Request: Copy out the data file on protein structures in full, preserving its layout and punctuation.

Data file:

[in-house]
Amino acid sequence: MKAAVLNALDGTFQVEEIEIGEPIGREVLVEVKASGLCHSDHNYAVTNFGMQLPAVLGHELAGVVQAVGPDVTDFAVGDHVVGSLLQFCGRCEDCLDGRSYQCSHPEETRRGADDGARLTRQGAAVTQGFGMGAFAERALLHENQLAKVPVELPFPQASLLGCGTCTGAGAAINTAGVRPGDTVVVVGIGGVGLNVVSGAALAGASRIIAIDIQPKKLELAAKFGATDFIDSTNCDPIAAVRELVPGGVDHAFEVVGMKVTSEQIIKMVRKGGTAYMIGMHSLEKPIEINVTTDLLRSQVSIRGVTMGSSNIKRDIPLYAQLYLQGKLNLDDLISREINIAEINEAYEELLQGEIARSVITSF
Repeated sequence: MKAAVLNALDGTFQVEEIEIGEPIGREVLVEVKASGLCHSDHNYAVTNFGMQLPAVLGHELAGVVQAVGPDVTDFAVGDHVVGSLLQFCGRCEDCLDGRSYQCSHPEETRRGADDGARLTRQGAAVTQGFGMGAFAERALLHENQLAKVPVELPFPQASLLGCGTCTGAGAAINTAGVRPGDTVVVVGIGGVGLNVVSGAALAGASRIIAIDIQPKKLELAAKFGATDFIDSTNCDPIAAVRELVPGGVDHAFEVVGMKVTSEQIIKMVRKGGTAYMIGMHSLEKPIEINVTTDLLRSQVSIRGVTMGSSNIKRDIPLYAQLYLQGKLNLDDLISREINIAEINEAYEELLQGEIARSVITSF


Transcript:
[in-house]
Amino acid sequence: MKAAVLNALDGTFQVEEIEIGEPIGREVLVEVKASGLCHSDHNYAVTNFGMQLPAVLGHELAGVVQAVGPDVTDFAVGDHVVGSLLQFCGRCEDCLDGRSYQCSHPEETRRGADDGARLTRQGAAVTQGFGMGAFAERALLHENQLAKVPVELPFPQASLLGCGTCTGAGAAINTAGVRPGDTVVVVGIGGVGLNVVSGAALAGASRIIAIDIQPKKLELAAKFGATDFIDSTNCDPIAAVRELVPGGVDHAFEVVGMKVTSEQIIKMVRKGGTAYMIGMHSLEKPIEINVTTDLLRSQVSIRGVTMGSSNIKRDIPLYAQLYLQGKLNLDDLISREINIAEINEAYEELLQGEIARSVITSF
Repeated sequence: MKAAVLNALDGTFQVEEIEIGEPIGREVLVEVKASGLCHSDHNYAVTNFGMQLPAVLGHELAGVVQAVGPDVTDFAVGDHVVGSLLQFCGRCEDCLDGRSYQCSHPEETRRGADDGARLTRQGAAVTQGFGMGAFAERALLHENQLAKVPVELPFPQASLLGCGTCTGAGAAINTAGVRPGDTVVVVGIGGVGLNVVSGAALAGASRIIAIDIQPKKLELAAKFGATDFIDSTNCDPIAAVRELVPGGVDHAFEVVGMKVTSEQIIKMVRKGGTAYMIGMHSLEKPIEINVTTDLLRSQVSIRGVTMGSSNIKRDIPLYAQLYLQGKLNLDDLISREINIAEINEAYEELLQGEIARSVITSF